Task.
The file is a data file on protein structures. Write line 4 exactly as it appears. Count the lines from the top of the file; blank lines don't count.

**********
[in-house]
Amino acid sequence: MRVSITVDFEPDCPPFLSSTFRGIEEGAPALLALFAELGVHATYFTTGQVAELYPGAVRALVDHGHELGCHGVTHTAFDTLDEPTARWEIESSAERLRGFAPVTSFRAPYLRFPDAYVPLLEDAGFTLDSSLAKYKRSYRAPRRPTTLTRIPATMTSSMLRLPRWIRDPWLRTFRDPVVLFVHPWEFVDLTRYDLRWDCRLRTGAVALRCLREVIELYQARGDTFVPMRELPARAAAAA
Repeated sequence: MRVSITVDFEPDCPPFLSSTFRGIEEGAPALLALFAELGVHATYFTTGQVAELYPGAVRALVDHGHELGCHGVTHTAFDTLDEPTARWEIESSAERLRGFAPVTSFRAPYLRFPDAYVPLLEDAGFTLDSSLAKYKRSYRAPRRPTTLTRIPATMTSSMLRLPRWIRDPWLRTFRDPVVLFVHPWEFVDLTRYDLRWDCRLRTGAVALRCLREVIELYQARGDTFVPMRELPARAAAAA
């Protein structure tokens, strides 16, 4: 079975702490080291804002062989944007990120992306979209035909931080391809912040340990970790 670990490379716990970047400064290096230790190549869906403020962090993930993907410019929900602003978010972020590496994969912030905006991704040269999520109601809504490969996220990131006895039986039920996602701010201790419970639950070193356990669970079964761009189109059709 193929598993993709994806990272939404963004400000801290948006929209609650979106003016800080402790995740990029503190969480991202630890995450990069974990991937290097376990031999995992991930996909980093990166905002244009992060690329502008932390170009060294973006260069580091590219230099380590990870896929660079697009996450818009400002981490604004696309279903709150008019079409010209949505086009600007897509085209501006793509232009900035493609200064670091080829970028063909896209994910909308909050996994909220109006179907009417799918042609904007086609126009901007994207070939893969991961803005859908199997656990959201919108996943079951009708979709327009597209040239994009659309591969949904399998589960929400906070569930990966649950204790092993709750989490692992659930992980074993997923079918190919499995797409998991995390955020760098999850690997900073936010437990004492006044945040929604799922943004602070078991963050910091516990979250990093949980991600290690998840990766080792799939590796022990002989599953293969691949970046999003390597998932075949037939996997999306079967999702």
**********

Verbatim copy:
């Protein structure tokens, strides 16, 4: 079975702490080291804002062989944007990120992306979209035909931080391809912040340990970790 670990490379716990970047400064290096230790190549869906403020962090993930993907410019929900602003978010972020590496994969912030905006991704040269999520109601809504490969996220990131006895039986039920996602701010201790419970639950070193356990669970079964761009189109059709 193929598993993709994806990272939404963004400000801290948006929209609650979106003016800080402790995740990029503190969480991202630890995450990069974990991937290097376990031999995992991930996909980093990166905002244009992060690329502008932390170009060294973006260069580091590219230099380590990870896929660079697009996450818009400002981490604004696309279903709150008019079409010209949505086009600007897509085209501006793509232009900035493609200064670091080829970028063909896209994910909308909050996994909220109006179907009417799918042609904007086609126009901007994207070939893969991961803005859908199997656990959201919108996943079951009708979709327009597209040239994009659309591969949904399998589960929400906070569930990966649950204790092993709750989490692992659930992980074993997923079918190919499995797409998991995390955020760098999850690997900073936010437990004492006044945040929604799922943004602070078991963050910091516990979250990093949980991600290690998840990766080792799939590796022990002989599953293969691949970046999003390597998932075949037939996997999306079967999702």